Stonor is closely associated with St. Edmund Campion, martyred in 1581. He was a Londoner, and a leading Oxford academic of the day, ordained a Catholic Priest and Jesuit on the Continent who had answered the call of the Pope to volunteer to work on ‘The English Mission’.
Already known to the Stonor family, he was given refuge here in 1581 to print in the greatest secrecy a pamphlet describing ‘Ten Reasons’ why the historical Catholic faith should be preferred over the teachings of the newly Established Church. The rooms used to print this work can be seen, along with an exhibition describing St. Edmund Campion’s life and death.
St. Edmund Campion was born in London in 1540, educated at Oxford with the support of the Grocer’s Company, and became a very well-respected Fellow of St. John’s College, Oxford, and hence a deacon within the Established Church. While teaching at Oxford, he became uneasy about the validity of teachings of the newly-Established Church. Since this was incompatible with his position, he resigned his fellowship at Oxford, moving first to Dublin, but eventually giving up Anglican orders and becoming a Catholic. He joined the Jesuits in Rome, and later taught theology for 5 years at the University in Prague, where in 1580 he was ordained a priest. He answered the call of the Pope to serve on the “English Mission”, and arrived in England, travelling incognito in early-1581. He worked in London, and the North before arriving in Berkshire and Oxfordshire.
Edmund Campion remained respected at Oxford, and wished to enter into a public disputation at the University of his views on the invalidity of the Established Church. This was highly contentious, and the University would not agree. Instead, relying on an existing friendship with the Stonor family, he was given refuge here to print a pamphlet “Ten Reasons” outlining these views. A press was smuggled in and assembled in the roof space in mid-1581, and printing completed. Edmund Campion himself secretly distributed copies of the pamphlet in Oxford, and their discovery led to renewed searches for the author.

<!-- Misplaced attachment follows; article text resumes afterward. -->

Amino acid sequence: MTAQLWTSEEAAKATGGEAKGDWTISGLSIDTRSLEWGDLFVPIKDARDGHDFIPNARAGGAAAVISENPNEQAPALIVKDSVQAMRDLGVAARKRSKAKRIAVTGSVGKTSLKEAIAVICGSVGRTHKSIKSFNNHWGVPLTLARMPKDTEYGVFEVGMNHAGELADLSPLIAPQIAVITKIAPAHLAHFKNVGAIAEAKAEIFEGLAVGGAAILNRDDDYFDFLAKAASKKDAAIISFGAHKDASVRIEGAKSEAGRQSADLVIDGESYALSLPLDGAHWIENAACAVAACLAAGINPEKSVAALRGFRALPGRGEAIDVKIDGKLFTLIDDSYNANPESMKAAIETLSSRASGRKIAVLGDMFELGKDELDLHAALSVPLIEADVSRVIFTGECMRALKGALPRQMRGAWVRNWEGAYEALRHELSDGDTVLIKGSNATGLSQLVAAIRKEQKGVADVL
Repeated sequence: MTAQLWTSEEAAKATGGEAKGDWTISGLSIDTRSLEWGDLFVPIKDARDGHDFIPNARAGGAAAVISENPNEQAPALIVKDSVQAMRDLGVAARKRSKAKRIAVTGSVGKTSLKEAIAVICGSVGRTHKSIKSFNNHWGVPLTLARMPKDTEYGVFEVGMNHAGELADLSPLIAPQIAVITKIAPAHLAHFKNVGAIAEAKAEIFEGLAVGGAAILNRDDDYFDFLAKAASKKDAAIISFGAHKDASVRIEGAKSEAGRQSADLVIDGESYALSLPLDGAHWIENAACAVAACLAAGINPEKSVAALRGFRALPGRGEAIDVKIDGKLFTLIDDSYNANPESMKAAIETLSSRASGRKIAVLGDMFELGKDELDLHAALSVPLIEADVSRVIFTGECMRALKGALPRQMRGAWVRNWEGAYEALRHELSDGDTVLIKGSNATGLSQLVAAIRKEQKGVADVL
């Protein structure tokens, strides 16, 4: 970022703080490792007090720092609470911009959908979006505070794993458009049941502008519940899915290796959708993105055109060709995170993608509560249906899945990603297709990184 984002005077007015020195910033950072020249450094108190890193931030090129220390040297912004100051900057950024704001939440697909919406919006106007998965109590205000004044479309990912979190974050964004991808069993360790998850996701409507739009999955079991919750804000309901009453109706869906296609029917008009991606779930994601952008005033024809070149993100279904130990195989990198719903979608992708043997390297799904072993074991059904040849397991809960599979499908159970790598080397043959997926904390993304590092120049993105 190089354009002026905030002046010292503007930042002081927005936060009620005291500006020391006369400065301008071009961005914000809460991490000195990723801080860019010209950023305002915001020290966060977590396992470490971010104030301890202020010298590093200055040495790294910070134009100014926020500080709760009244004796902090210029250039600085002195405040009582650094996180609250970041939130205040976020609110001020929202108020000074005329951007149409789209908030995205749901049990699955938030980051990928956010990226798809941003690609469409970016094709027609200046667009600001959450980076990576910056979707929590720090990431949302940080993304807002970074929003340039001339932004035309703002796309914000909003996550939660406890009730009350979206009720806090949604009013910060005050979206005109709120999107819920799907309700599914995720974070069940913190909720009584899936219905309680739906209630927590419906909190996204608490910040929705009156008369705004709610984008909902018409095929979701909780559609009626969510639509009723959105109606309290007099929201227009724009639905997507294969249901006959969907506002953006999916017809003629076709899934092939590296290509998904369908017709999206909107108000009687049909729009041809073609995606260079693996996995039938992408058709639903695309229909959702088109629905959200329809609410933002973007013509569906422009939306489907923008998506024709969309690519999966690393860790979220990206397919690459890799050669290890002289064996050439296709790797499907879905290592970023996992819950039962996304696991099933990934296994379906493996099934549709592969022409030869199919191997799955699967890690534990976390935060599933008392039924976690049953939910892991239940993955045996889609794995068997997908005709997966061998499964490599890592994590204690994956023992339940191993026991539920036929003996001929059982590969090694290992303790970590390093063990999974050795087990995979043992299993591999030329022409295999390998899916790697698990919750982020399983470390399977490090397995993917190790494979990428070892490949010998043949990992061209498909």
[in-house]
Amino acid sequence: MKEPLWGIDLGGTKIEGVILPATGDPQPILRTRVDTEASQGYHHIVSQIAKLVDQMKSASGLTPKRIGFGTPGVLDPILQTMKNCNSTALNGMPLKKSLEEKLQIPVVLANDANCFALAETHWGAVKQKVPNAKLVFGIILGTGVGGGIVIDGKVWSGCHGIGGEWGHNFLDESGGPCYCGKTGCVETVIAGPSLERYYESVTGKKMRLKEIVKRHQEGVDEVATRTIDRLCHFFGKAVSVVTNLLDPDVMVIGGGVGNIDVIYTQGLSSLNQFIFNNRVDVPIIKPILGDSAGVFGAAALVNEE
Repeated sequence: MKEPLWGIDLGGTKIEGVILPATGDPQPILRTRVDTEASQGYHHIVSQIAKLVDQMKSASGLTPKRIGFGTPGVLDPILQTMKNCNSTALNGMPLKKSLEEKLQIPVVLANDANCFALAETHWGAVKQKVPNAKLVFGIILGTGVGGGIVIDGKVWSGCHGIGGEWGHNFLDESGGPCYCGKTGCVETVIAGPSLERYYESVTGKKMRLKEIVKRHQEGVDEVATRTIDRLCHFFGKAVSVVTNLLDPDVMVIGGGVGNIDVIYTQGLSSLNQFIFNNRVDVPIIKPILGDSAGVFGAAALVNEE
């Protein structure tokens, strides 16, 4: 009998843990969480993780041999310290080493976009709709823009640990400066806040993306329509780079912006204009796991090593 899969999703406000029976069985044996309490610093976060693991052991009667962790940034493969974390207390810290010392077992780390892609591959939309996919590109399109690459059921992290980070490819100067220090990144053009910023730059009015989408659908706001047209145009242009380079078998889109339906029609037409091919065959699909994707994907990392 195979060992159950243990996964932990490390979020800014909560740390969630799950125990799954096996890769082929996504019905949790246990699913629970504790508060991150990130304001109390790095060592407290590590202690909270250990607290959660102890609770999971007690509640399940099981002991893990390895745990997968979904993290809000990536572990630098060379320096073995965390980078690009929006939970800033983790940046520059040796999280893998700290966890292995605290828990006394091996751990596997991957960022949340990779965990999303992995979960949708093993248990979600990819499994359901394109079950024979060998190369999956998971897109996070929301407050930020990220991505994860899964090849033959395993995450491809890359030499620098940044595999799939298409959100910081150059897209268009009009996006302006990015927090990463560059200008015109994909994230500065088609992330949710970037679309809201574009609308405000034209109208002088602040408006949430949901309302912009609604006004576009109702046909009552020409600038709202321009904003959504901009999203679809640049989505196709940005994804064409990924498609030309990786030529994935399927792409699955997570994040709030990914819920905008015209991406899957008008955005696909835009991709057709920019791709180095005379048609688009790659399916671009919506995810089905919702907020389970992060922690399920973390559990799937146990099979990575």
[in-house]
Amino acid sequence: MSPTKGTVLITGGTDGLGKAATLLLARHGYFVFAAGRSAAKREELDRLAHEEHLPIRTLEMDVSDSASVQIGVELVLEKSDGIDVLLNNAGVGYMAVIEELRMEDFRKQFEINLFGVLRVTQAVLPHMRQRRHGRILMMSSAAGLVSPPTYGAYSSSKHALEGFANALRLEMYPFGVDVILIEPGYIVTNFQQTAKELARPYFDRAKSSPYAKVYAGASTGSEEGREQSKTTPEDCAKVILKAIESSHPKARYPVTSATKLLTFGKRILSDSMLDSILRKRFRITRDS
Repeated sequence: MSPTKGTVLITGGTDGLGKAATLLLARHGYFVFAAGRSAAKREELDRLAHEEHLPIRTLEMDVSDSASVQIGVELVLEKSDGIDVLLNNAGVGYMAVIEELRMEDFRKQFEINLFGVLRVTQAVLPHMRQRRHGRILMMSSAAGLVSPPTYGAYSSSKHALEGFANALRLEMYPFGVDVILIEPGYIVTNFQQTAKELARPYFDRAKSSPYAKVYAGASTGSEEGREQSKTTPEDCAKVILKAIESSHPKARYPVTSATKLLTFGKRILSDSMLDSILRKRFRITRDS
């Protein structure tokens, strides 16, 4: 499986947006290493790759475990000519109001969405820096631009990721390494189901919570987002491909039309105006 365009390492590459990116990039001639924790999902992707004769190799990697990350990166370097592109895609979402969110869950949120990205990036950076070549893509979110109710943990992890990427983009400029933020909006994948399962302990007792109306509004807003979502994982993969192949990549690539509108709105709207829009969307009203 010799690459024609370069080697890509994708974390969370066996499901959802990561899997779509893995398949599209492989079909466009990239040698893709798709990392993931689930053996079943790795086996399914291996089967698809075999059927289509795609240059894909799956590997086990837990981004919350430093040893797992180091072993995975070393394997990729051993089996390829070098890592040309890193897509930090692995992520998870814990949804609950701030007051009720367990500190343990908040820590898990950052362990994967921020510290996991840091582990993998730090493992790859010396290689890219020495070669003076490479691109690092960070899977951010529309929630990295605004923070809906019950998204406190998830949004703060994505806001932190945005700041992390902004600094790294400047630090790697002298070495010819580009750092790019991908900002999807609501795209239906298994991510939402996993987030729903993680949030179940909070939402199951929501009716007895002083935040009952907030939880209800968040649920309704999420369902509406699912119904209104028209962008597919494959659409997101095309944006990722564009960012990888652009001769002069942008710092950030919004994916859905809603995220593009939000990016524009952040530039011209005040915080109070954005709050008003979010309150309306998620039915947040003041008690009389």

He was captured at Lyford Grange near Wantage in August, 1581. As a result of torture, the role of the Stonor family was revealed and led to exile, long-term arrest of different family members and removal of the press and “massing stuff”. Edmund Campion was hung, drawn and quartered at Tyburn in December, 1581. He was declared a Saint in 1970, one of 40 English and Welsh martyred so honoured at that time.
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Conveniently located between the M4 (J8/9) and M40 (J6) in south Oxfordshire, Drover’s Hill is a 10-minute drive from Henley, an hour from London, 40 minutes from Oxford and Heathrow and half an hour from Reading. The nearest station is Henley-on-Thames and there are taxis are available there.
You’ll find Drover’s Hill at Stonor on Coxlease Lane, between Fawley Bottom and Southend. Please use postcode RG9 6JL or mondays.wolves.noun on what3words, and remember that the hill can’t be accessed from the main entrance to Stonor Park.
If you’re approaching from the east on the M40 motorway, please ignore your sat nav if it tells you to exit at Junction 4 or 5 - this will add up to an hour to your journey. Please only exit at Junction 6